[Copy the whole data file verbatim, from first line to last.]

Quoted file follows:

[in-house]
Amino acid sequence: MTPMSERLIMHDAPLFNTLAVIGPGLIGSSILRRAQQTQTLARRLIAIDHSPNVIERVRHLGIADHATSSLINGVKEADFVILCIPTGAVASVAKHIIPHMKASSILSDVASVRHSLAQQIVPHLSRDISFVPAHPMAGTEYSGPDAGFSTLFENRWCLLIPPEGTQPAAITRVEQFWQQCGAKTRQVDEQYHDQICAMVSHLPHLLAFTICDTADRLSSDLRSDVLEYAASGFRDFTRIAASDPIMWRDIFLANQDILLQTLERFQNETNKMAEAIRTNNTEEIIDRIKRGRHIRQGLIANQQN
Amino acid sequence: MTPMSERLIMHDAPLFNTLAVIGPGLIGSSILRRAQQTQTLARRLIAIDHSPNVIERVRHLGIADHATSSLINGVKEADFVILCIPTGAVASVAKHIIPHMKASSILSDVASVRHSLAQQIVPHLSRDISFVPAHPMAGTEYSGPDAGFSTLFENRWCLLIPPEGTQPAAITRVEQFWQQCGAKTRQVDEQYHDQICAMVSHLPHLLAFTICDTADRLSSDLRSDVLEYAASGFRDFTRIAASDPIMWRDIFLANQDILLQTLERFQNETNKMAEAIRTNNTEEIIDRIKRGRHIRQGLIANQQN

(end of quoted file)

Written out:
[in-house]
Amino acid sequence: MTPMSERLIMHDAPLFNTLAVIGPGLIGSSILRRAQQTQTLARRLIAIDHSPNVIERVRHLGIADHATSSLINGVKEADFVILCIPTGAVASVAKHIIPHMKASSILSDVASVRHSLAQQIVPHLSRDISFVPAHPMAGTEYSGPDAGFSTLFENRWCLLIPPEGTQPAAITRVEQFWQQCGAKTRQVDEQYHDQICAMVSHLPHLLAFTICDTADRLSSDLRSDVLEYAASGFRDFTRIAASDPIMWRDIFLANQDILLQTLERFQNETNKMAEAIRTNNTEEIIDRIKRGRHIRQGLIANQQN
Amino acid sequence: MTPMSERLIMHDAPLFNTLAVIGPGLIGSSILRRAQQTQTLARRLIAIDHSPNVIERVRHLGIADHATSSLINGVKEADFVILCIPTGAVASVAKHIIPHMKASSILSDVASVRHSLAQQIVPHLSRDISFVPAHPMAGTEYSGPDAGFSTLFENRWCLLIPPEGTQPAAITRVEQFWQQCGAKTRQVDEQYHDQICAMVSHLPHLLAFTICDTADRLSSDLRSDVLEYAASGFRDFTRIAASDPIMWRDIFLANQDILLQTLERFQNETNKMAEAIRTNNTEEIIDRIKRGRHIRQGLIANQQN